The PageRank values assigned by Google are not susceptible to being proved true or false by objective evidence. How could SearchKing ever “prove” that its ranking should “truly” be a 4 or a 6 or a 8? Certainly, Search King is not suggesting that each one of the billions of web pages ranked by Google are subject to another “truer” evaluation? If it believes so, it is certainly free to develop its own search services using the criteria it deems most appropriate.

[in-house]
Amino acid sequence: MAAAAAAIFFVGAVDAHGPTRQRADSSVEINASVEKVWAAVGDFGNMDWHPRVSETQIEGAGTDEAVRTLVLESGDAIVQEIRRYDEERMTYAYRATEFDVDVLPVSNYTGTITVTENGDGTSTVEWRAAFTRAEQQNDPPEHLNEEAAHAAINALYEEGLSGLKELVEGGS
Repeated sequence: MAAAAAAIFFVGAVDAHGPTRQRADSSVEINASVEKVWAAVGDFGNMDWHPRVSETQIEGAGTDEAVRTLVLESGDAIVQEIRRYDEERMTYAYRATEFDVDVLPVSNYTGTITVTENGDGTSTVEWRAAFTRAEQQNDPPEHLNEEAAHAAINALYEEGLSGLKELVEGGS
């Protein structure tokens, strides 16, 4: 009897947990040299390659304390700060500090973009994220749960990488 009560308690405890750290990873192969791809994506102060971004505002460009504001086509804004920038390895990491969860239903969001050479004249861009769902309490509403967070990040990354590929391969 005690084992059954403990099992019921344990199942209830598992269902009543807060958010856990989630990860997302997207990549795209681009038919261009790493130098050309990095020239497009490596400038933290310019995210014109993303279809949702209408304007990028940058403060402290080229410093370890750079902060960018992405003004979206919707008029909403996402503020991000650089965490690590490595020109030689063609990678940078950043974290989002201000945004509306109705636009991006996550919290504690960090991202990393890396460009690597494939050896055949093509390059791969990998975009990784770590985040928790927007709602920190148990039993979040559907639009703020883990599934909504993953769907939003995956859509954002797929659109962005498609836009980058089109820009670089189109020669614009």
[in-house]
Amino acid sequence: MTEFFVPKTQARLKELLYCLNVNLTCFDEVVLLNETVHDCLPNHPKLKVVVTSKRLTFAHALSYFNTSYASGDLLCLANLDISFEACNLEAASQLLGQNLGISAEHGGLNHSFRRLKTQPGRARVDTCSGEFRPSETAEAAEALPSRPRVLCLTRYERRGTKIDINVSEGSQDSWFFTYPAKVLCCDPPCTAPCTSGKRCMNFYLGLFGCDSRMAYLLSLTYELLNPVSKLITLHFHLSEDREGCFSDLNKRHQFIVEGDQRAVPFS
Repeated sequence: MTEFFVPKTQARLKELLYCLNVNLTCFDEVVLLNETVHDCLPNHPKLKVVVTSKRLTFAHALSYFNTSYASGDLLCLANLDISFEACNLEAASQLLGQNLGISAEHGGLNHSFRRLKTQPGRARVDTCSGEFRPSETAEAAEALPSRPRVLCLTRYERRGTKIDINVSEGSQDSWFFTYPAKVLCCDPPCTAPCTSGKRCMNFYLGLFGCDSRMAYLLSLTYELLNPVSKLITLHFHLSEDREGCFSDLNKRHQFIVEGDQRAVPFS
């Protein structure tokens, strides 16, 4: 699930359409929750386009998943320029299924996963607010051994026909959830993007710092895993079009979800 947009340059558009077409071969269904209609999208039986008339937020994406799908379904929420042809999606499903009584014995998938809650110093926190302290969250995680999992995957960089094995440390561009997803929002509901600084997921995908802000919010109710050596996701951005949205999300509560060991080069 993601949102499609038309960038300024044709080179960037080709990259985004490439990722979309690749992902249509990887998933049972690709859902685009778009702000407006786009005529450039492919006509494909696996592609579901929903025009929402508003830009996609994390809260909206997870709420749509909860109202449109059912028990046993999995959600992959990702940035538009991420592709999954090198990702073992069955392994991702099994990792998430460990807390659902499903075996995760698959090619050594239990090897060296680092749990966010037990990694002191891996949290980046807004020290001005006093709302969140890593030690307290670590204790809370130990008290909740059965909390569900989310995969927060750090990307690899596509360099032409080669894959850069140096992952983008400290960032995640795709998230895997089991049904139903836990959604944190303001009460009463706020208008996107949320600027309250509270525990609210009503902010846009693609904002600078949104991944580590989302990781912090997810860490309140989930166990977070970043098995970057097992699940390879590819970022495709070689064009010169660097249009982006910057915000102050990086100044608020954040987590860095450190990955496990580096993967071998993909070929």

That said, the policy questions that SearchKing is raising are critically important. Google has bceome hugely important to the Internet, and many are starting to ask whether the public interest demands special treatment. Perhaps a search engine is important enough to be treated as a regulated utility, the same way that water, gas, and the cables over which search requests travel are. Google is good, most netizens seem to think, but what if it weren’t? What if it became an arbitrary dictator, raising up and throwing down web sites at will. That’s what SearchKing thinks Google has become already, or at least that’s one major question raised by this suit.